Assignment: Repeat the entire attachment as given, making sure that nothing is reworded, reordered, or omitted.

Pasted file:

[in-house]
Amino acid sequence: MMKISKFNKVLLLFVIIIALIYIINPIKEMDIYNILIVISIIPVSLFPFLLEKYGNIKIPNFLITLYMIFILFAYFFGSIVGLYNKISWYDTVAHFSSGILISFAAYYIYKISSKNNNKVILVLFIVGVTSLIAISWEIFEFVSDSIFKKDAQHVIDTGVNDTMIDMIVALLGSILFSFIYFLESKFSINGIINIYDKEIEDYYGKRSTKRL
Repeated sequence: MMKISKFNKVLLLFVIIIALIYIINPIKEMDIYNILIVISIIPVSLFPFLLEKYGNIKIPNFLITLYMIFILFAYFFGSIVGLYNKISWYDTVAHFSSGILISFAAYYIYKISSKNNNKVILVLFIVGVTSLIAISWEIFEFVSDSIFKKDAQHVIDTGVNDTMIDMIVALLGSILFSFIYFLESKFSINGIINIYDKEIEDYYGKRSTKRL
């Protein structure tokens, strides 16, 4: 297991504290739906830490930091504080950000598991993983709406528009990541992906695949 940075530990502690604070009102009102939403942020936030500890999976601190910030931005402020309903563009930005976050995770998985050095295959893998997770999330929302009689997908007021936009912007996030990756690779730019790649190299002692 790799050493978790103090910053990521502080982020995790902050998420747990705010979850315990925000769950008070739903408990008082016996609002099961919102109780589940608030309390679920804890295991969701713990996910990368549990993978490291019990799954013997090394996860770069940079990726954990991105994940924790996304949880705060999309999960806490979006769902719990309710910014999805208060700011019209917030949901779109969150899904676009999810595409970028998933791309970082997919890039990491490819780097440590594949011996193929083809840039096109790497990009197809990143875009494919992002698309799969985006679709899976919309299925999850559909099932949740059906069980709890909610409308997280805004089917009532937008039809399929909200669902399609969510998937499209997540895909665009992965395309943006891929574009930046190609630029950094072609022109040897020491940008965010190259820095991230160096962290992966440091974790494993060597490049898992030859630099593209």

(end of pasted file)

[in-house]
Amino acid sequence: MMKISKFNKVLLLFVIIIALIYIINPIKEMDIYNILIVISIIPVSLFPFLLEKYGNIKIPNFLITLYMIFILFAYFFGSIVGLYNKISWYDTVAHFSSGILISFAAYYIYKISSKNNNKVILVLFIVGVTSLIAISWEIFEFVSDSIFKKDAQHVIDTGVNDTMIDMIVALLGSILFSFIYFLESKFSINGIINIYDKEIEDYYGKRSTKRL
Repeated sequence: MMKISKFNKVLLLFVIIIALIYIINPIKEMDIYNILIVISIIPVSLFPFLLEKYGNIKIPNFLITLYMIFILFAYFFGSIVGLYNKISWYDTVAHFSSGILISFAAYYIYKISSKNNNKVILVLFIVGVTSLIAISWEIFEFVSDSIFKKDAQHVIDTGVNDTMIDMIVALLGSILFSFIYFLESKFSINGIINIYDKEIEDYYGKRSTKRL
């Protein structure tokens, strides 16, 4: 297991504290739906830490930091504080950000598991993983709406528009990541992906695949 940075530990502690604070009102009102939403942020936030500890999976601190910030931005402020309903563009930005976050995770998985050095295959893998997770999330929302009689997908007021936009912007996030990756690779730019790649190299002692 790799050493978790103090910053990521502080982020995790902050998420747990705010979850315990925000769950008070739903408990008082016996609002099961919102109780589940608030309390679920804890295991969701713990996910990368549990993978490291019990799954013997090394996860770069940079990726954990991105994940924790996304949880705060999309999960806490979006769902719990309710910014999805208060700011019209917030949901779109969150899904676009999810595409970028998933791309970082997919890039990491490819780097440590594949011996193929083809840039096109790497990009197809990143875009494919992002698309799969985006679709899976919309299925999850559909099932949740059906069980709890909610409308997280805004089917009532937008039809399929909200669902399609969510998937499209997540895909665009992965395309943006891929574009930046190609630029950094072609022109040897020491940008965010190259820095991230160096962290992966440091974790494993060597490049898992030859630099593209």